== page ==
By Bernard Chazelle (auth.), Giuseppe Di Battista, Uri Zwick (eds.)
This booklet constitutes the refereed complaints of the eleventh Annual ecu Symposium on Algorithms, ESA 2003, held in Budapest, Hungary, in September 2003.
The sixty six revised complete papers provided have been conscientiously reviewed and chosen from one hundred sixty five submissions. The scope of the papers spans the full variety of algorithmics from layout and mathematical research concerns to real-world purposes, engineering, and experimental research of algorithms.
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Extra resources for Algorithms - ESA 2003: 11th Annual European Symposium, Budapest, Hungary, September 16-19, 2003. Proceedings
Thus, the directly connected clients exactly pay for their own connection costs and all of the facility costs. The trick is, each client j that is not directly connected must still be connected to some facility i. We obtain a 3-approximation algorithm if we can guarantee that cij ≤ 3vj . Phase II proceeds as follows. We construct a graph G with vertices S0 , and include an edge between i, k ∈ S0 if there exists some client j such that wij , wkj > 0. We must select S to be an independent set in G.
From I1 we ﬁrst create a new instance I1 of the circular arc graph coloring problem by cutting each arc into multiple arc collections, each of length less than a half-circle, such that the points at which the arcs are cut are distinct and they are not the end points of any of the existing arcs. The demands for I2 are created, one for each arc of I1 , such that the end points of the demands are the end points of the arcs. Links are placed uniformly on the line system. Any solution to I2 must route all demands in the direction of the arc and thus yield a l-coloring for I1 and hence for I1 .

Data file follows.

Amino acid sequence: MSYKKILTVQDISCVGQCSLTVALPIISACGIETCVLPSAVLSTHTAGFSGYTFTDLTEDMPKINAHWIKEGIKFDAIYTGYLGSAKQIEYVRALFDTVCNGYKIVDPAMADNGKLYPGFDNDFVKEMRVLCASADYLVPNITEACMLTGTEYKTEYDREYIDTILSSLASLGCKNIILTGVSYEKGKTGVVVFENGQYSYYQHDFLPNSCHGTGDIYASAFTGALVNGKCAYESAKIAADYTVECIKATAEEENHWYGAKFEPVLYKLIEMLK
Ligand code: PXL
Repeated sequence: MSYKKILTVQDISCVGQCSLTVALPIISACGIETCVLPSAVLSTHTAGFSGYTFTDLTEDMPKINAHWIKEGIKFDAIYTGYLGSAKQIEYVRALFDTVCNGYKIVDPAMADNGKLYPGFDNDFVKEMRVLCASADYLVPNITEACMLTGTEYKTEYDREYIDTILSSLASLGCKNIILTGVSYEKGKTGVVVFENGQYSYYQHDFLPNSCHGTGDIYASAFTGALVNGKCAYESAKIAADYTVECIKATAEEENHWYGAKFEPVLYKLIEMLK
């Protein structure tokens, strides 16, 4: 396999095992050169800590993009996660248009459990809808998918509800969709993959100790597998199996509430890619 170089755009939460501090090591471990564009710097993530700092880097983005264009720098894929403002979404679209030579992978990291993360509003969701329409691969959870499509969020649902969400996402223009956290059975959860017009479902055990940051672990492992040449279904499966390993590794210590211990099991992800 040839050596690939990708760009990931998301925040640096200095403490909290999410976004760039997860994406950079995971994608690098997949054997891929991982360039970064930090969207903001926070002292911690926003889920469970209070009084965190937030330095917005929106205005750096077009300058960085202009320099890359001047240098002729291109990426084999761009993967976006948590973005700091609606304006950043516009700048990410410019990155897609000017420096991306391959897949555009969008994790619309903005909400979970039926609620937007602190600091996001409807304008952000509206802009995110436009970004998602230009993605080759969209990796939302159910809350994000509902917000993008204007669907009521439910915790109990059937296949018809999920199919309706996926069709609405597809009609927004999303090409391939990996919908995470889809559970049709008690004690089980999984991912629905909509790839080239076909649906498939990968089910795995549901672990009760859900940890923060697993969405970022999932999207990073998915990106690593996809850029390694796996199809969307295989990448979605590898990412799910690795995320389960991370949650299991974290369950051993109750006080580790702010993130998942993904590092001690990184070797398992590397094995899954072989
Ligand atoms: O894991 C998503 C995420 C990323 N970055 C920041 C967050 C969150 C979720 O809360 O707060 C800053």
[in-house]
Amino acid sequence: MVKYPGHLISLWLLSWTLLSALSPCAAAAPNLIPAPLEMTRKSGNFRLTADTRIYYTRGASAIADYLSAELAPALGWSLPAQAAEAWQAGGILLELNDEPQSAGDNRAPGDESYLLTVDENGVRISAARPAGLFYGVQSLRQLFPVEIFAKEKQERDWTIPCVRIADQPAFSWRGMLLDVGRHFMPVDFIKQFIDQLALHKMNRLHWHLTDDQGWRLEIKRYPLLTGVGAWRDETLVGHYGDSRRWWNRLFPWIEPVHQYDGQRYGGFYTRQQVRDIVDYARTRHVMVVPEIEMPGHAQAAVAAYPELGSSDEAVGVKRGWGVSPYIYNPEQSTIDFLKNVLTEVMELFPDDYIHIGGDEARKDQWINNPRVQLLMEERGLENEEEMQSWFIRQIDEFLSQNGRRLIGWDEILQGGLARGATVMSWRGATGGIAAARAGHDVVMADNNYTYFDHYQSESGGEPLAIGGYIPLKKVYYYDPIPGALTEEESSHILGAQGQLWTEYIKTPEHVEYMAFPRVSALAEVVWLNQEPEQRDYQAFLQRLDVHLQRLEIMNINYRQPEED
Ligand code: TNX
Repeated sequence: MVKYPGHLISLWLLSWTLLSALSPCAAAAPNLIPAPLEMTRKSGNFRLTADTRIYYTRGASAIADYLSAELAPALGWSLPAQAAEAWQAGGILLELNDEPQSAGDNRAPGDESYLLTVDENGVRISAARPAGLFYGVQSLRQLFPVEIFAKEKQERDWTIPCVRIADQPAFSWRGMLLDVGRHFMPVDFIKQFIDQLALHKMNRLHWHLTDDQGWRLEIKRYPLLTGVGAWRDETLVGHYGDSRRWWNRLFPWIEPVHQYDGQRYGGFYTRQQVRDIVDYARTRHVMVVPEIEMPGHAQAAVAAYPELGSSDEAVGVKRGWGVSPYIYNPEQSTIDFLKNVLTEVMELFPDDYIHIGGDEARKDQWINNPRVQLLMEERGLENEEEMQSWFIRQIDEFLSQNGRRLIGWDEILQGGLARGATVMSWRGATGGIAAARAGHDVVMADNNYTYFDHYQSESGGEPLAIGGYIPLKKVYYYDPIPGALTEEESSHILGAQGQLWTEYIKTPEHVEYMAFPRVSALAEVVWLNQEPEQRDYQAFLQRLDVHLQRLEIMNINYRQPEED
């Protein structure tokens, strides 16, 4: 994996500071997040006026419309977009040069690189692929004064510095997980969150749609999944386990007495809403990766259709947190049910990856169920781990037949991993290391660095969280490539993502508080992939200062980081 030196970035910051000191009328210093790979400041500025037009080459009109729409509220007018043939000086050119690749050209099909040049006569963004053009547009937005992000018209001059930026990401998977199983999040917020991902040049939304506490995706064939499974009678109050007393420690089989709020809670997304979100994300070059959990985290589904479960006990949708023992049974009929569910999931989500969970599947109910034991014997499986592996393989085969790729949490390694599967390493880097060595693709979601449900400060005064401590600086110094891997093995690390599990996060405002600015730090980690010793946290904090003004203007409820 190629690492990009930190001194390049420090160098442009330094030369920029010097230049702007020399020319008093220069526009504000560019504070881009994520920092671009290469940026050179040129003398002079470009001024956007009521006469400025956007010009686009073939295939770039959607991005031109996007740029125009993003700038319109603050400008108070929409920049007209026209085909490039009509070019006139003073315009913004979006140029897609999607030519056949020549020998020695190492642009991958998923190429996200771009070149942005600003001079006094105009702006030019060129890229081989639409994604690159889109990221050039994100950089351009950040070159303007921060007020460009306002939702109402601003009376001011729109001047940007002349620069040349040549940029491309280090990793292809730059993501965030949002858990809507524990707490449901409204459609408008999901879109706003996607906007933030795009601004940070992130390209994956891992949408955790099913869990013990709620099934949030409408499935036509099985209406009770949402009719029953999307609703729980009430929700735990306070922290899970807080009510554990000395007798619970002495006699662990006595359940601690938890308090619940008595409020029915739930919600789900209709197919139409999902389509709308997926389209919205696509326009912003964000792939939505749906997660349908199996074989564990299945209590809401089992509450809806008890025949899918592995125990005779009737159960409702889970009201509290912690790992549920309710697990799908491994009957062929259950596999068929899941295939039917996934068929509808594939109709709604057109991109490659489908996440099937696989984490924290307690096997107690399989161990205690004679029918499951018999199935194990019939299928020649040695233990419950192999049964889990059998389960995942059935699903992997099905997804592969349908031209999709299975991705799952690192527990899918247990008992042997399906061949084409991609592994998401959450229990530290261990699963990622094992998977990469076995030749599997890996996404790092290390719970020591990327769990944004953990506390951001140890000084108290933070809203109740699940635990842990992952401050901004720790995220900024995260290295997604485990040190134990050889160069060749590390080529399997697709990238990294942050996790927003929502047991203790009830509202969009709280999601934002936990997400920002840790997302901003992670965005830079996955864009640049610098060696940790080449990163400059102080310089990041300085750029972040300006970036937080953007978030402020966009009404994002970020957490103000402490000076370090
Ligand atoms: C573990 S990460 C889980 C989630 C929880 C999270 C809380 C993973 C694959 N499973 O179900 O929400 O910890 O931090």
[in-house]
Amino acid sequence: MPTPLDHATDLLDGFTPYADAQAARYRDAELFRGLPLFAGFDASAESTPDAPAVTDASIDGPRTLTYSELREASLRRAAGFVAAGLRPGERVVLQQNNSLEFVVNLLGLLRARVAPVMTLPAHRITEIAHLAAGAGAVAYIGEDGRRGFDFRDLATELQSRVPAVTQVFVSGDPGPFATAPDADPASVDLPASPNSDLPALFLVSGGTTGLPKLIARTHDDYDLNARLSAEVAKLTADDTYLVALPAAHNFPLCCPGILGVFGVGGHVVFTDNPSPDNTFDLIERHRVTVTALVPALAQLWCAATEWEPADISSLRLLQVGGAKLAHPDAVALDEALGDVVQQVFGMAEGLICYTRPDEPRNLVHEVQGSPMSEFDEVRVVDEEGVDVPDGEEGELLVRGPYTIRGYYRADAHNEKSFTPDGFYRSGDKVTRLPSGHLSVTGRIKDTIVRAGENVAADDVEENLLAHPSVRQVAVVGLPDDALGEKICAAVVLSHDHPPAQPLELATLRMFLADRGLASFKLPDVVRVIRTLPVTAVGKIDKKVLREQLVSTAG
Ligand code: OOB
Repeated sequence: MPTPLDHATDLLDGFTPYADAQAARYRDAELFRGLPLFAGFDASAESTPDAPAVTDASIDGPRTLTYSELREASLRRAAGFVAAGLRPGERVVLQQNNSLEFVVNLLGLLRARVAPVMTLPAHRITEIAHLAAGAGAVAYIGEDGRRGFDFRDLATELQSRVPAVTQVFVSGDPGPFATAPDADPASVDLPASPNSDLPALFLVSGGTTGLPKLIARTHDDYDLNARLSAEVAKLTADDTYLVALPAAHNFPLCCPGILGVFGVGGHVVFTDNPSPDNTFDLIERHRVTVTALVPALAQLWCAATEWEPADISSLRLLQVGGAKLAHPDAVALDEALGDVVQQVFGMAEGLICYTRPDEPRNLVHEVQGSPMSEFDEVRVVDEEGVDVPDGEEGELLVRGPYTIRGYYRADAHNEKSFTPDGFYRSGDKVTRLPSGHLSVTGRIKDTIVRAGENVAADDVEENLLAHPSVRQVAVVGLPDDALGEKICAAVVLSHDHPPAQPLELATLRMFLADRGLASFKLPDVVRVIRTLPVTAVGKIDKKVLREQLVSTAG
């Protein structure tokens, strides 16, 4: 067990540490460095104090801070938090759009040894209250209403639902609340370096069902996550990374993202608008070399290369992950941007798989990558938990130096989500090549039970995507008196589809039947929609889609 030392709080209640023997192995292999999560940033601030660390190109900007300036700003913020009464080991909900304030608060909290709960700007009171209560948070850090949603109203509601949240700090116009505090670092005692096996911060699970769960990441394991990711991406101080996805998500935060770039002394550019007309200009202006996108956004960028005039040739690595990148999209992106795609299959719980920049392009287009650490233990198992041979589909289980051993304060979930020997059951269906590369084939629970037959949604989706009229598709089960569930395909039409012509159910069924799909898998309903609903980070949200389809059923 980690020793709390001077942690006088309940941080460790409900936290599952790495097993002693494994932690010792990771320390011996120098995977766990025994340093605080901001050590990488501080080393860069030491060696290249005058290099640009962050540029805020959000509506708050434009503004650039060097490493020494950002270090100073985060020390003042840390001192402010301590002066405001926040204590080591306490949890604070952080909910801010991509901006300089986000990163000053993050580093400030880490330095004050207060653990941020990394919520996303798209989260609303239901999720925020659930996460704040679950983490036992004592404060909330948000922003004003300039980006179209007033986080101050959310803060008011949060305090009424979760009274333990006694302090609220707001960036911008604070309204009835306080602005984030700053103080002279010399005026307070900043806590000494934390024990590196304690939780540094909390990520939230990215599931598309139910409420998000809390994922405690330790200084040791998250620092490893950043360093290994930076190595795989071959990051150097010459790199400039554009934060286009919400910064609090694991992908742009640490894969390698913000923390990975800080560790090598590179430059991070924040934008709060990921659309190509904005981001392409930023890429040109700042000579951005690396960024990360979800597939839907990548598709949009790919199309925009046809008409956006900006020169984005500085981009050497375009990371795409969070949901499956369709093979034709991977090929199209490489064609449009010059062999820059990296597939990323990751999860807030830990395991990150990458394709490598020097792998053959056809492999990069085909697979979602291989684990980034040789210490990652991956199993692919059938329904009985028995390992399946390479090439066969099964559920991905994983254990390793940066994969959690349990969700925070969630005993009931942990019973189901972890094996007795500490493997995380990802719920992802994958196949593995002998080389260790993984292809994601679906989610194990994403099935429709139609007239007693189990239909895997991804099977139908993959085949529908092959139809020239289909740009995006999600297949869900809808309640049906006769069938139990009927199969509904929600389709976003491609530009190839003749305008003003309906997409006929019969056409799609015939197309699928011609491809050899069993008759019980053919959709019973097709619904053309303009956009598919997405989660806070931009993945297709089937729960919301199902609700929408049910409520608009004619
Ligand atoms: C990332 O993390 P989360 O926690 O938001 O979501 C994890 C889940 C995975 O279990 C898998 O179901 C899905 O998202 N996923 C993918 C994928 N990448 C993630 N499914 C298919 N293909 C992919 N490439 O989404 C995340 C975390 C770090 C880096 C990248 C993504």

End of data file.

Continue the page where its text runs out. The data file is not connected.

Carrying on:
We study a generalized coloring and routing problem for interval and circular graphs that is motivated by design of optical line systems. In this problem we are interested in ﬁnding a coloring and routing of “demands” of minimum total cost where the total cost is obtained by accumulating the cost incurred at certain “links” in the graph. The colors are partitioned in sets and the sets themselves are ordered so that colors in higher sets cost more. The cost of a “link” in a coloring is equal to the cost of the most expensive set such that a demand going through the link is colored with a color in this set.